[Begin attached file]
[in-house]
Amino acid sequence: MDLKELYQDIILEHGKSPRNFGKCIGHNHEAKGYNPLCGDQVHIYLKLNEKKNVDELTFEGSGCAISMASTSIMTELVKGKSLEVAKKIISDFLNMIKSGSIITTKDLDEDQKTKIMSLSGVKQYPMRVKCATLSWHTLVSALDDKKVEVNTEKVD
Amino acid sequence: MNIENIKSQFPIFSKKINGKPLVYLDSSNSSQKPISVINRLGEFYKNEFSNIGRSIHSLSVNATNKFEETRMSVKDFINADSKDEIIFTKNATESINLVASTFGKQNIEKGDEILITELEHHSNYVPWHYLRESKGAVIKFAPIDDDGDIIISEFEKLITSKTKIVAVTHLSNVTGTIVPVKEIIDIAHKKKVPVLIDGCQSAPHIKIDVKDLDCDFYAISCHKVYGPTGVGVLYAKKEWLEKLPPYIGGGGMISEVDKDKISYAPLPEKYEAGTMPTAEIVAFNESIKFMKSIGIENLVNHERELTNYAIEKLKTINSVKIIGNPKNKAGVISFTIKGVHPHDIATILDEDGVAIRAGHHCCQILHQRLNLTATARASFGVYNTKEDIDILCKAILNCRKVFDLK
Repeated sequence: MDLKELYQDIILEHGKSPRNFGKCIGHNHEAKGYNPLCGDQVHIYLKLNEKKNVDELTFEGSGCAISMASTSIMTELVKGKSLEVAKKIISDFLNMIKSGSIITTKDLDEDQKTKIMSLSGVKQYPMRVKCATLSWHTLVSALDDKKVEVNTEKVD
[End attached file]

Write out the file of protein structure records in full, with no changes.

[in-house]
Amino acid sequence: MDLKELYQDIILEHGKSPRNFGKCIGHNHEAKGYNPLCGDQVHIYLKLNEKKNVDELTFEGSGCAISMASTSIMTELVKGKSLEVAKKIISDFLNMIKSGSIITTKDLDEDQKTKIMSLSGVKQYPMRVKCATLSWHTLVSALDDKKVEVNTEKVD
Amino acid sequence: MNIENIKSQFPIFSKKINGKPLVYLDSSNSSQKPISVINRLGEFYKNEFSNIGRSIHSLSVNATNKFEETRMSVKDFINADSKDEIIFTKNATESINLVASTFGKQNIEKGDEILITELEHHSNYVPWHYLRESKGAVIKFAPIDDDGDIIISEFEKLITSKTKIVAVTHLSNVTGTIVPVKEIIDIAHKKKVPVLIDGCQSAPHIKIDVKDLDCDFYAISCHKVYGPTGVGVLYAKKEWLEKLPPYIGGGGMISEVDKDKISYAPLPEKYEAGTMPTAEIVAFNESIKFMKSIGIENLVNHERELTNYAIEKLKTINSVKIIGNPKNKAGVISFTIKGVHPHDIATILDEDGVAIRAGHHCCQILHQRLNLTATARASFGVYNTKEDIDILCKAILNCRKVFDLK
Repeated sequence: MDLKELYQDIILEHGKSPRNFGKCIGHNHEAKGYNPLCGDQVHIYLKLNEKKNVDELTFEGSGCAISMASTSIMTELVKGKSLEVAKKIISDFLNMIKSGSIITTKDLDEDQKTKIMSLSGVKQYPMRVKCATLSWHTLVSALDDKKVEVNTEKVD